Perinatal mortality in the Netherlands

BMJ 2009; 338 doi: https://doi.org/10.1136/bmj.b1491 (Published 22 April 2009) Cite this as: BMJ 2009;338:b1491
  1. Marc J N C Keirse, professor of obstetrics and gynaecology
  1. 1Flinders University, Adelaide, SA 5042, Australia
  1. marc.keirse{at}flinders.edu.au

    Consistently poor performance indicates that it is time for change

    The Netherlands’ consistently poor performance in the European perinatal mortality league is a cause for concern. Neither the concern nor the performance are new. They culminated in the late 1970s and mid-1980s when home births were erroneously put forward as the explanation.1 A new height was reached when the Peristat project showed that at the turn of this century the Netherlands had the highest perinatal mortality in the European Union.1 Five years on, nine new EU members have expanded the league from 15 to 24, but this has brought little change.2 In 2004, perinatal mortality was 10 per 1000 in the Netherlands, higher than in all but one of the new EU members,2 and still 9.8 per 1000 in 2006.3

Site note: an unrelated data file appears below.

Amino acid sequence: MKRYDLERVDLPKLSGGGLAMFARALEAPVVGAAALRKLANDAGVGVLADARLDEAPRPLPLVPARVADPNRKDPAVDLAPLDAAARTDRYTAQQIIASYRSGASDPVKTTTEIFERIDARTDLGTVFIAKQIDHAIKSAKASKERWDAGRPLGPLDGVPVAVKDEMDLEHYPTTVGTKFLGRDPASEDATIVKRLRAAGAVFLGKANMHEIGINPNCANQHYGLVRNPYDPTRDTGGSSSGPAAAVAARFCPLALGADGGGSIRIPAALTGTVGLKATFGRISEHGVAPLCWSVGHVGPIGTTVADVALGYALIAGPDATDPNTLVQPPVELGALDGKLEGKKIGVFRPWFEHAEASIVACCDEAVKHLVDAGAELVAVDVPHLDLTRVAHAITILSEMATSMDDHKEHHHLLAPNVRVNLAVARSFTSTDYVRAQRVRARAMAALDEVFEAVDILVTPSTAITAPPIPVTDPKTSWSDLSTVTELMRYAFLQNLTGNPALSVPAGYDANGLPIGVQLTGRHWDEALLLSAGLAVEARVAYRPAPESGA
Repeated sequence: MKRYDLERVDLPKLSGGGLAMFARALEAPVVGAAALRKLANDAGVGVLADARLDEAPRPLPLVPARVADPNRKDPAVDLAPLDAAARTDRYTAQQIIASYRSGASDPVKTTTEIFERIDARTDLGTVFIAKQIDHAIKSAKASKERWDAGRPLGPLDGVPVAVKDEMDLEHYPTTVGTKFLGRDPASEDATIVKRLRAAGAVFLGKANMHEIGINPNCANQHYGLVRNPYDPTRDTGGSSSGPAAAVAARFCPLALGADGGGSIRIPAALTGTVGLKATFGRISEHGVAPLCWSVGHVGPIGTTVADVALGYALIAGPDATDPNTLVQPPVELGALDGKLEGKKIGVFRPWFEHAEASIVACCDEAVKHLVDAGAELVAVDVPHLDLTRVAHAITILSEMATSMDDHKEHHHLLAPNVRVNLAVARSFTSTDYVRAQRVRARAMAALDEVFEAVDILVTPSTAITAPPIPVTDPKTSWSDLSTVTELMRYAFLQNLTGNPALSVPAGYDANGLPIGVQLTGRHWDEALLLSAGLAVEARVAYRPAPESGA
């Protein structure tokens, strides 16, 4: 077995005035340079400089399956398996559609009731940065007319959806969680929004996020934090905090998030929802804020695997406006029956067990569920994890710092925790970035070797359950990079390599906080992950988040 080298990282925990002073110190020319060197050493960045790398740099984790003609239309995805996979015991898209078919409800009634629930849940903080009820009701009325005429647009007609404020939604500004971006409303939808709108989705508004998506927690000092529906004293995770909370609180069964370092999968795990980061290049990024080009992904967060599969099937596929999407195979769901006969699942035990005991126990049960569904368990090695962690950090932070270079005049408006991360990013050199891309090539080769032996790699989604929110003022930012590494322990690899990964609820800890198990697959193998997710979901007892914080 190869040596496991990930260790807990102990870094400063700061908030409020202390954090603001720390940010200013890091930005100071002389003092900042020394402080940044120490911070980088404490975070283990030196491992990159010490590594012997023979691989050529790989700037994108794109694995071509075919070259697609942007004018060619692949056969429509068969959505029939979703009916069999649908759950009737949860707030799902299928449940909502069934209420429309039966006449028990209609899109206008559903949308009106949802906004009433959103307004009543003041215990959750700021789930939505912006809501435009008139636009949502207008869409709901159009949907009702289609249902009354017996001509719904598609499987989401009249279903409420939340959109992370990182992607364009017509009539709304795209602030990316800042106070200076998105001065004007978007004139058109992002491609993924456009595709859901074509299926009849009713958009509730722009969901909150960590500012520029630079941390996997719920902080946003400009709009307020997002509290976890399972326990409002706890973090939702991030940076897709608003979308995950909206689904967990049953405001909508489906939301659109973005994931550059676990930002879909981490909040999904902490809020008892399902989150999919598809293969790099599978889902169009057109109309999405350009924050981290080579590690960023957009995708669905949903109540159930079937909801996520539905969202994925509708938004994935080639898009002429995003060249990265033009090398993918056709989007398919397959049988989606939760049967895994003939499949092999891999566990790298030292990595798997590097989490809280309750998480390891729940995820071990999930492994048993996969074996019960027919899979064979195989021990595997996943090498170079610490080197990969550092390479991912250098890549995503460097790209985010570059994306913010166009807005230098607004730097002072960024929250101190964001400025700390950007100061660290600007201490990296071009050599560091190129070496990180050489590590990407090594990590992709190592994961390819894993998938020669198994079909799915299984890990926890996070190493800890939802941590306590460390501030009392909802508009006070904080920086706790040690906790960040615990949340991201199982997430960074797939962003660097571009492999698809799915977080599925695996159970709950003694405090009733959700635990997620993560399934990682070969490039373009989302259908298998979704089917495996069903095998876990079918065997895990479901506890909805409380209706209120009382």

Admittedly, the European perinatal mortality league is a poor relation of the European football league, not just because it takes four years before the results are announced.2 Not all teams play by the same rules. Some nations register births for babies ≥500 g; others from 22, 24, or 28 weeks’ gestation; and some have …

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